6. #16

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    Re: Is the nominal shutter speed listed on the Calument tester correct?

    Quote Originally Posted by Alan Gales View Post
    Anything less than 1/2 stop off, I don't worry about writing on the paper.
    Really? Have you ever wondered why shutters are marked in 1/3 of stops?

  7. #17
    Jac@stafford.net's Avatar
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    Re: Is the nominal shutter speed listed on the Calument tester correct?

    Quote Originally Posted by Pfsor View Post
    That minuscule difference could be given by the exact position of the measuring sensor with regard to the shutter centre. Because of their geometry shutters allow a slightly longer exposures passing through the centre of their opening and shorter ones passing through the shutter curtain edges. Some time difference is then measured accordingly. The shutter tester is that precise.
    Agreed. That is a character of sensor's measuring design, but not likely enough to make a difference. Concerning the whole film, the initial small aperture when opening has light still distributing over the whole film, or as much as possible given the lens' coverage.

  8. #18

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    Re: Is the nominal shutter speed listed on the Calument tester correct?

    Quote Originally Posted by Jac@stafford.net View Post
    Agreed. That is a character of sensor's measuring design, but not likely enough to make a difference. Concerning the whole film, the initial small aperture when opening has light still distributing over the whole film, or as much as possible given the lens' coverage.
    For a moment I didn't understand what you agreed to but then I got it - you probably meant "but not likely enough to make a difference in film exposure"?
    Of course, we're not talking about measuring shutter speeds with their lenses on. But for the shutter opening the difference is surprisingly great. Unfortunately, I don't remember if it is Stroebel or Ray that mention it but if I remember well the difference for the shutter (leaf shutter) center and the edge was about almost 1/3 stop (?). If you have the source you can find it, I don't have access to my books now. Cheers!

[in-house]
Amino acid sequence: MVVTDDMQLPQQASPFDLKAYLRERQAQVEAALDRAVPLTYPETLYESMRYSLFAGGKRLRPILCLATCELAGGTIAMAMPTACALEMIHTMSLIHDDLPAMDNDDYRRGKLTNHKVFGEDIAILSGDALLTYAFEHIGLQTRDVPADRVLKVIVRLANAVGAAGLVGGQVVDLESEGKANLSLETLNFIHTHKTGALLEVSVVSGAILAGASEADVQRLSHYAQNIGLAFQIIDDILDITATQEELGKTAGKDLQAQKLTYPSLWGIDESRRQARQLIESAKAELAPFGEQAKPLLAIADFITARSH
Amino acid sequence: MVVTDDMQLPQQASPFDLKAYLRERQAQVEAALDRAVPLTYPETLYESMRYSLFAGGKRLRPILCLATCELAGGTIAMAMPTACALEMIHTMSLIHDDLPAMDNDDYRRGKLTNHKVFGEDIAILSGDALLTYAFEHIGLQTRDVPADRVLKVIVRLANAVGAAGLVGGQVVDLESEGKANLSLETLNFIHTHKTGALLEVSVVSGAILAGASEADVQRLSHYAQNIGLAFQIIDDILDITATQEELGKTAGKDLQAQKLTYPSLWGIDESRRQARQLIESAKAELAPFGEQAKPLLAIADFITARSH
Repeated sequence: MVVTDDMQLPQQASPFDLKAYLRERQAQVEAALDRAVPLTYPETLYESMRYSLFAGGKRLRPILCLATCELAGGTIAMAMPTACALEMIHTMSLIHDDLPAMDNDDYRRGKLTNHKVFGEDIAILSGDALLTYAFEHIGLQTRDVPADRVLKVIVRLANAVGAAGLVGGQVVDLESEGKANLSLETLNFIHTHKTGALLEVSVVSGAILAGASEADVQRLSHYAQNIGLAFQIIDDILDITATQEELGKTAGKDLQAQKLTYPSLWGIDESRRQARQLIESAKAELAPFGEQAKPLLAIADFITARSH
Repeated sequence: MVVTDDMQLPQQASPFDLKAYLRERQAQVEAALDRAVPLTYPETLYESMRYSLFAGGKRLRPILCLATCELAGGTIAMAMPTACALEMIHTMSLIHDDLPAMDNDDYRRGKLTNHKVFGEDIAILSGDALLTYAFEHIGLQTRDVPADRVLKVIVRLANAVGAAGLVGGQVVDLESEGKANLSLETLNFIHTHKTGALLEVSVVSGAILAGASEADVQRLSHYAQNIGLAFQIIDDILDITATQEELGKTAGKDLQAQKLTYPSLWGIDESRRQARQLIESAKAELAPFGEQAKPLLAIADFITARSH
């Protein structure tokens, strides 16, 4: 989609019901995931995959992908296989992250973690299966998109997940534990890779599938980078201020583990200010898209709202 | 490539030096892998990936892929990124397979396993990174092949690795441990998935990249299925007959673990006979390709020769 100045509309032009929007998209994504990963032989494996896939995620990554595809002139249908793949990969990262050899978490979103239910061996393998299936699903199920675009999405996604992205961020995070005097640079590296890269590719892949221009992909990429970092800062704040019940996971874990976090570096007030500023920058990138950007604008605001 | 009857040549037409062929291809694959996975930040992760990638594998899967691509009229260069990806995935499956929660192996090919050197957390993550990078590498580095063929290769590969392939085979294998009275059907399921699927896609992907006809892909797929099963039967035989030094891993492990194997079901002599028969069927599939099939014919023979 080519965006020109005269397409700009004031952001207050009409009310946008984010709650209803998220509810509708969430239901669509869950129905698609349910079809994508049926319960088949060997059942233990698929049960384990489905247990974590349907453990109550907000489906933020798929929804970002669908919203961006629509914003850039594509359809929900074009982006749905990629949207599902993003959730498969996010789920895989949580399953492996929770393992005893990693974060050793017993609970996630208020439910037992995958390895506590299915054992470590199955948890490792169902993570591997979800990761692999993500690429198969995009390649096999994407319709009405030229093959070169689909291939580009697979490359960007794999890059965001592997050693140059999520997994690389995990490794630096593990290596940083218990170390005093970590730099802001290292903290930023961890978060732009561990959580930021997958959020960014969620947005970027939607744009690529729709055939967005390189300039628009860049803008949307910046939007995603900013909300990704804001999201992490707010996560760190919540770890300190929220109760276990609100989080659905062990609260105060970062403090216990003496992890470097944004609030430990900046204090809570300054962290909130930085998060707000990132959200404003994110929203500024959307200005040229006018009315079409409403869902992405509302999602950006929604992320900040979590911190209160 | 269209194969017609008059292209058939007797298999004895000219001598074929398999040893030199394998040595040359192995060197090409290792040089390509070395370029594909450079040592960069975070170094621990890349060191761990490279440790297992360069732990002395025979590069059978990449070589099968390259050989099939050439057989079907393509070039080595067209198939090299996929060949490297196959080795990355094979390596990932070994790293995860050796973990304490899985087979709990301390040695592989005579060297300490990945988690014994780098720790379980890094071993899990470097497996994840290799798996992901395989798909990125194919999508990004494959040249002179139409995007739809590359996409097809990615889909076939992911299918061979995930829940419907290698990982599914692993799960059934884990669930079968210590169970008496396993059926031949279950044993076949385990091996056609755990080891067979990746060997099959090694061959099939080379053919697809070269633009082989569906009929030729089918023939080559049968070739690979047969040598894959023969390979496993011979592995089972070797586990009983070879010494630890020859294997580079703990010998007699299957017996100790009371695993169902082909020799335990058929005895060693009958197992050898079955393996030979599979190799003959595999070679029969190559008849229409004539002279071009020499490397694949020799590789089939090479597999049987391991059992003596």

9. #19
    8x10, 5x7, 4x5, et al Leigh's Avatar
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    Re: Is the nominal shutter speed listed on the Calument tester correct?

    Quote Originally Posted by Pfsor View Post
    Leigh, I'm quite sure we can forget crystals for this application.
    There is an electronic timer circuit, probably the famous 555 that is used as an oscillator.
    The accuracy of the 555 timer is several orders of magnitude worse than a crystal.

    I would never use a 555 in the design of a shutter speed tester or any similar device.
    I have used thousands of 555s in designs where absolute accuracy was not needed.

    - Leigh
    If you believe you can, or you believe you can't... you're right.

  10. #20
    8x10, 5x7, 4x5, et al Leigh's Avatar
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    Re: Is the nominal shutter speed listed on the Calument tester correct?

    Quote Originally Posted by Pfsor View Post
    Really? Have you ever wondered why shutters are marked in 1/3 of stops?
    The deltas (time between adjacent speed settings) can be much more accurate than the absolute speed.

    - Leigh
    If you believe you can, or you believe you can't... you're right.